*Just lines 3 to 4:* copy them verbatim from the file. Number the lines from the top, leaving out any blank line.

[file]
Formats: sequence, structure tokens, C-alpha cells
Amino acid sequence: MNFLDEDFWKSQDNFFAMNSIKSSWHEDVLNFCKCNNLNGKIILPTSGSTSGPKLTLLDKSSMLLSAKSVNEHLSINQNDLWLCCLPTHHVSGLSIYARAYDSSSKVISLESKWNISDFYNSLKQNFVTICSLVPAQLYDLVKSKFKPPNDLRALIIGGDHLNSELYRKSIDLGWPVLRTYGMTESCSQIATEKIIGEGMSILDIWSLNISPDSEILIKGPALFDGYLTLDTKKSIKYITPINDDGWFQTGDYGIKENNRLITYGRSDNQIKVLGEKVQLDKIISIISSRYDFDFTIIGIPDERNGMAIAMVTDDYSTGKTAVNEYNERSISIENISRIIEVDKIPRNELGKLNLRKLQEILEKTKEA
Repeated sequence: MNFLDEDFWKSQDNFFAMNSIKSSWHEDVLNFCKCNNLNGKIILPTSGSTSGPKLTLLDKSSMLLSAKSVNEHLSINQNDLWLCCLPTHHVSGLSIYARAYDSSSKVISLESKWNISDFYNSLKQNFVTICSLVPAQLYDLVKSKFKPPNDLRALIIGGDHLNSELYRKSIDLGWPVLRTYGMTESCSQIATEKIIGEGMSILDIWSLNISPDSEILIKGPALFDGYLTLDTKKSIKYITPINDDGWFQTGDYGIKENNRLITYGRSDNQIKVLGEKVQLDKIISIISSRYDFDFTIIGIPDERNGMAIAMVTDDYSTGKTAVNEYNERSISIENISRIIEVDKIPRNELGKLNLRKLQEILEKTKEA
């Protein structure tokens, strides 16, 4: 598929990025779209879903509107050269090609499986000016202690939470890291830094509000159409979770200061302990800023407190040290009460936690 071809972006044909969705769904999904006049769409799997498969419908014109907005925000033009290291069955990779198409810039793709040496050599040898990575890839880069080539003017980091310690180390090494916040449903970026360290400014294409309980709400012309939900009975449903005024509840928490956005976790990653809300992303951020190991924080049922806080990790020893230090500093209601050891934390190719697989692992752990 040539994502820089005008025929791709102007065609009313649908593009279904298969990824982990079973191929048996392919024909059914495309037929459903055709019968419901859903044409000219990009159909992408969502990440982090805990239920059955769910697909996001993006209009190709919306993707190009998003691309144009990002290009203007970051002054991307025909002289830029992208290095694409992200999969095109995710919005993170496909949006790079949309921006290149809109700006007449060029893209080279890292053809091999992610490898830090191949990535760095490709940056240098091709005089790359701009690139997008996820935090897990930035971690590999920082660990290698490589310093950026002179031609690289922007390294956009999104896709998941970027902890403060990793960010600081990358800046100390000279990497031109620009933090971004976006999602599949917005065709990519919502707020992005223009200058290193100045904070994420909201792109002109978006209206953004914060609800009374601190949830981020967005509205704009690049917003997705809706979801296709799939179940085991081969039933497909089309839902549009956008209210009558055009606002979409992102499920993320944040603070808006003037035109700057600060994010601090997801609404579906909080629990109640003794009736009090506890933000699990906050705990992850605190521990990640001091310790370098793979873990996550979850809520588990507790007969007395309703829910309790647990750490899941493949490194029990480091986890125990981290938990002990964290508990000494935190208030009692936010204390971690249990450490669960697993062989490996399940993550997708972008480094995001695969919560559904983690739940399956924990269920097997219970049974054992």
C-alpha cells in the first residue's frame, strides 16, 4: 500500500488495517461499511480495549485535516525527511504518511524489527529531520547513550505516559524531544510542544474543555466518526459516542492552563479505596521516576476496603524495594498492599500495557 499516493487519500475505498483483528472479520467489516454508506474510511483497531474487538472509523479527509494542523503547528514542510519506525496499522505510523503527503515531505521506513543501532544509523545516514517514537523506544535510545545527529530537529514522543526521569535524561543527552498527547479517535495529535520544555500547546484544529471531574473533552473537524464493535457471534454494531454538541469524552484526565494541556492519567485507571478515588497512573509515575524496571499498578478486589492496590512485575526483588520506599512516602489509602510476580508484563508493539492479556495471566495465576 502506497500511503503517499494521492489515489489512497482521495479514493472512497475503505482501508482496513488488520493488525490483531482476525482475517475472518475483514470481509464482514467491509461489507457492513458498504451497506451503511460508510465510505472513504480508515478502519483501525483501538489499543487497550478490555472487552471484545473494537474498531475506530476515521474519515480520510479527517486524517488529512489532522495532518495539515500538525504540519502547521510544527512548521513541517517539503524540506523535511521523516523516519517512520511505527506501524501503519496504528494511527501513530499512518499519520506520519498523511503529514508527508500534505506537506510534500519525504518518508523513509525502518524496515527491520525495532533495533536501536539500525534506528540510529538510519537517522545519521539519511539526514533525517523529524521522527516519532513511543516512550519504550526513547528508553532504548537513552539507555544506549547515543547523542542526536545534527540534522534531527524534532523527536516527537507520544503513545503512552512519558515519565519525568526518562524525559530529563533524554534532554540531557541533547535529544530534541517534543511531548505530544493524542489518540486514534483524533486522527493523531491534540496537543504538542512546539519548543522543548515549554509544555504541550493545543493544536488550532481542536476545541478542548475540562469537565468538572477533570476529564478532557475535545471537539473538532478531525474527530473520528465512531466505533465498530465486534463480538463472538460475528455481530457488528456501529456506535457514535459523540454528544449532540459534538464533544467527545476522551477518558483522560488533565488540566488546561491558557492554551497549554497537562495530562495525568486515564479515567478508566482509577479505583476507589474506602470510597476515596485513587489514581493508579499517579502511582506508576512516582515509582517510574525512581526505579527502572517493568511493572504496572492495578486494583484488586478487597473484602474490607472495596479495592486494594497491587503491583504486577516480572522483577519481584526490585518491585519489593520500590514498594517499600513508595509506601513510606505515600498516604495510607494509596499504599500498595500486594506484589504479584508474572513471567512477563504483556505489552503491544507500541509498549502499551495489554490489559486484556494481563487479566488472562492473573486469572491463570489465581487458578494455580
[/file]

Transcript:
Repeated sequence: MNFLDEDFWKSQDNFFAMNSIKSSWHEDVLNFCKCNNLNGKIILPTSGSTSGPKLTLLDKSSMLLSAKSVNEHLSINQNDLWLCCLPTHHVSGLSIYARAYDSSSKVISLESKWNISDFYNSLKQNFVTICSLVPAQLYDLVKSKFKPPNDLRALIIGGDHLNSELYRKSIDLGWPVLRTYGMTESCSQIATEKIIGEGMSILDIWSLNISPDSEILIKGPALFDGYLTLDTKKSIKYITPINDDGWFQTGDYGIKENNRLITYGRSDNQIKVLGEKVQLDKIISIISSRYDFDFTIIGIPDERNGMAIAMVTDDYSTGKTAVNEYNERSISIENISRIIEVDKIPRNELGKLNLRKLQEILEKTKEA
């Protein structure tokens, strides 16, 4: 598929990025779209879903509107050269090609499986000016202690939470890291830094509000159409979770200061302990800023407190040290009460936690 071809972006044909969705769904999904006049769409799997498969419908014109907005925000033009290291069955990779198409810039793709040496050599040898990575890839880069080539003017980091310690180390090494916040449903970026360290400014294409309980709400012309939900009975449903005024509840928490956005976790990653809300992303951020190991924080049922806080990790020893230090500093209601050891934390190719697989692992752990 040539994502820089005008025929791709102007065609009313649908593009279904298969990824982990079973191929048996392919024909059914495309037929459903055709019968419901859903044409000219990009159909992408969502990440982090805990239920059955769910697909996001993006209009190709919306993707190009998003691309144009990002290009203007970051002054991307025909002289830029992208290095694409992200999969095109995710919005993170496909949006790079949309921006290149809109700006007449060029893209080279890292053809091999992610490898830090191949990535760095490709940056240098091709005089790359701009690139997008996820935090897990930035971690590999920082660990290698490589310093950026002179031609690289922007390294956009999104896709998941970027902890403060990793960010600081990358800046100390000279990497031109620009933090971004976006999602599949917005065709990519919502707020992005223009200058290193100045904070994420909201792109002109978006209206953004914060609800009374601190949830981020967005509205704009690049917003997705809706979801296709799939179940085991081969039933497909089309839902549009956008209210009558055009606002979409992102499920993320944040603070808006003037035109700057600060994010601090997801609404579906909080629990109640003794009736009090506890933000699990906050705990992850605190521990990640001091310790370098793979873990996550979850809520588990507790007969007395309703829910309790647990750490899941493949490194029990480091986890125990981290938990002990964290508990000494935190208030009692936010204390971690249990450490669960697993062989490996399940993550997708972008480094995001695969919560559904983690739940399956924990269920097997219970049974054992």